We picked up our tiles once they had baked and cooled. Francisco packed them securely in an ingenious packaging. We took the azulejos with us on our flight back home and they arrived in perfect condition. He can also ship the tiles anywhere in the world, for a fee.
About Francisco and Silver Studio
Francisco is an artist and a graduate from ceramic school. He rents studio space in Silver Studio near Bonfim area, not too far from the center of Porto. You can find his class on Airbnb Experiences or you can reach him directly via his Facebook page.
Silver Studio is a project initiated by two brothers – Andy Calabozo and João Garcia. Their vision was to create a multidisciplinary co-work platform that would allow creative artists and professionals to share their ideas and experiences. Currently, Silver Studio hosts professionals in the areas of illustration, painting, ceramics, photography, video, and editorial design, among other collaborators. They often promote initiatives such as workshops, concerts, and yoga classes.
A Closeup of Portuguese Tile Designs
If you’ve seen a picture of Lisbon or Porto, you must have admired the Portuguese tiles. There are hundreds or thousands of tile designs developed over the centuries, each design unique and beautiful in its own right. Here a few pictures we took as we explored Lisbon and Porto.
Capela das Almas – Azulejos Art in Portugal
Capela das Almas, or Chapel of Souls, is located on Rua de Santa Catarina in central Porto. It stands out with its most ornate blue tile-art clad walls. Its grandiose panels of blue and white Portuguese tiles tell stories of the saints of Portugal. The tiles were painted by the artist, Eduardo Leite, in the early 20th century in a style representative of the classic 18th-century, when the church was originally built. Some famous scenes included in Chapel of Souls are Catherine’s martyrdom and the death of St. Francis.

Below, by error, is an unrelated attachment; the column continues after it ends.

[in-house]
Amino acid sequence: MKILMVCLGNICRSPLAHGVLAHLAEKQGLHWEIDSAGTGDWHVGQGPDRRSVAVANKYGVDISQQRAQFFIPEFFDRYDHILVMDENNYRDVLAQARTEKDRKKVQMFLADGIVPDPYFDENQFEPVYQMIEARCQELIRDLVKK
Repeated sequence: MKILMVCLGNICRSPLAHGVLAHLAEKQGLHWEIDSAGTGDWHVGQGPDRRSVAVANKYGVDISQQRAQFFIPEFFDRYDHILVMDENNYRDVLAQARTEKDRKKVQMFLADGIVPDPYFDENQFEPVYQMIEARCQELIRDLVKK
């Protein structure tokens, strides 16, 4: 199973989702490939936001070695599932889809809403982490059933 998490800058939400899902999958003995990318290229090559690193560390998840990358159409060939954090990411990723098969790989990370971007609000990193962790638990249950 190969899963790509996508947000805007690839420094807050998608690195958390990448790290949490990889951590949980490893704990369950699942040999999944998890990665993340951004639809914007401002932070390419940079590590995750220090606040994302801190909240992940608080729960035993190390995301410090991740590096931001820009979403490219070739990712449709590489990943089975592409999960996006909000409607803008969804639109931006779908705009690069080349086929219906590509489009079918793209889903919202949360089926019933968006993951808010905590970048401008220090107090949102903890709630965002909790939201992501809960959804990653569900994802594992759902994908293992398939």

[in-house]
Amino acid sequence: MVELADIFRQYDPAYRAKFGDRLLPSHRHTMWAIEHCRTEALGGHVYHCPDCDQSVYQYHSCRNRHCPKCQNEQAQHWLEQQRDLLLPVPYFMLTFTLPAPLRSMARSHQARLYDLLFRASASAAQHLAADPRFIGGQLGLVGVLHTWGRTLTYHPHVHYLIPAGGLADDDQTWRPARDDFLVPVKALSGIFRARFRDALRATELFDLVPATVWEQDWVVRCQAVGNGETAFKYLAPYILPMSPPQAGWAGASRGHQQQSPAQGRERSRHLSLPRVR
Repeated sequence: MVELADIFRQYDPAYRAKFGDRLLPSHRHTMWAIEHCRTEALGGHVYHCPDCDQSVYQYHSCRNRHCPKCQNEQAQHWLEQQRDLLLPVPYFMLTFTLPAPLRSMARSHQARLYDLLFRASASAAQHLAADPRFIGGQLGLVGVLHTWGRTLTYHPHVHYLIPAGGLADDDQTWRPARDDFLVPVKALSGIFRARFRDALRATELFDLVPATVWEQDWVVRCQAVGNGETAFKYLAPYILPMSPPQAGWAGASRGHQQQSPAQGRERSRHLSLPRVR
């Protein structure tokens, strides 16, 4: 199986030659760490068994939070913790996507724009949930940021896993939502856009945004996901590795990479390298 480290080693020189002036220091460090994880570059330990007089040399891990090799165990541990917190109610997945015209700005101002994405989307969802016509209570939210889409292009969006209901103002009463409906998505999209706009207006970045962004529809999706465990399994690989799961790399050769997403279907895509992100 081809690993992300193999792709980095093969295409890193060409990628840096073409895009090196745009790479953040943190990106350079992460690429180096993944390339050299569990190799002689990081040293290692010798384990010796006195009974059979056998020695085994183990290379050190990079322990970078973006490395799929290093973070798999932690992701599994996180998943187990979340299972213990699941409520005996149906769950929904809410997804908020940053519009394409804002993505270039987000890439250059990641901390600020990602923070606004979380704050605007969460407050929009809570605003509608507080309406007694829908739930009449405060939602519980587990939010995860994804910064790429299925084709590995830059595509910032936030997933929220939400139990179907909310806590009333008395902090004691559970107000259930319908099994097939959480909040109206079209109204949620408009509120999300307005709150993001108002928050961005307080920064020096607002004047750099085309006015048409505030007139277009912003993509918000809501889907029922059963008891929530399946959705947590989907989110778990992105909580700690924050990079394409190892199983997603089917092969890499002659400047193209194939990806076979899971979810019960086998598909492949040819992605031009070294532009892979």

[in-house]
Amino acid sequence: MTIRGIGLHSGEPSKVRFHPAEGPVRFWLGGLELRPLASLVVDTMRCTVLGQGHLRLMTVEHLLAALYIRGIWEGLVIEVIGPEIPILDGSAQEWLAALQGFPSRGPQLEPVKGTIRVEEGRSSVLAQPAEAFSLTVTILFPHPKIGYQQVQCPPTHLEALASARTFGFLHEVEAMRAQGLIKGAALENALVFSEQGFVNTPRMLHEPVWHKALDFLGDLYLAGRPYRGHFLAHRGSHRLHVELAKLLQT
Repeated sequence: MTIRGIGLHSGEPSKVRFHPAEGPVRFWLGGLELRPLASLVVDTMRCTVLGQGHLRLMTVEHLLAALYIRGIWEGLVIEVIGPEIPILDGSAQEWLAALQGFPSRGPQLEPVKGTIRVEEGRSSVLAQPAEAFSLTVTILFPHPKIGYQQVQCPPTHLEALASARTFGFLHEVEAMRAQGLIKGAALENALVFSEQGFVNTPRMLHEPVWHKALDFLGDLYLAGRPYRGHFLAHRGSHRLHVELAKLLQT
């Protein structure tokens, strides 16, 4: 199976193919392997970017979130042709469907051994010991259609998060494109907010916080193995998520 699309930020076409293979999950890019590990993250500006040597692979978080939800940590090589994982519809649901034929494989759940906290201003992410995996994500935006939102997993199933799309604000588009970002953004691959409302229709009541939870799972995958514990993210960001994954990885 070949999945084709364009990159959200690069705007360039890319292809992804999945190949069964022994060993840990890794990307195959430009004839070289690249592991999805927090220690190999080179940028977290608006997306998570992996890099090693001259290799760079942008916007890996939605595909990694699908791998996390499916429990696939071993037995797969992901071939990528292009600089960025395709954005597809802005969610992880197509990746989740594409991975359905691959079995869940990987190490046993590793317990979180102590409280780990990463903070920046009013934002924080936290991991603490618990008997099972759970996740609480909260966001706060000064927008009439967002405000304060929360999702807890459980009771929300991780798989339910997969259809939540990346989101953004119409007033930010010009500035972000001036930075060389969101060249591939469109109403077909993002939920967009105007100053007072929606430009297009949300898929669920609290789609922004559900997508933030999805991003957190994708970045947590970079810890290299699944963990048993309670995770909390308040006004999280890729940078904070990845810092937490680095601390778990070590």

Black & White Moasic Pavement of Portugal
All the pavements in Lisbon and Porto have exquisite inlay designs with black tiles against a background of white tiles. As we learned from our walking tour guide Graça (of City Lovers) – originally, the pavements were made with a white rock similar to what we saw in Dubrovnik. When it rained, these slippery rocks became dangerous for pedestrians. To improve safety, someone came up with the idea of adding black basalt rock to introduce friction. Soon, the idea caught on and agencies started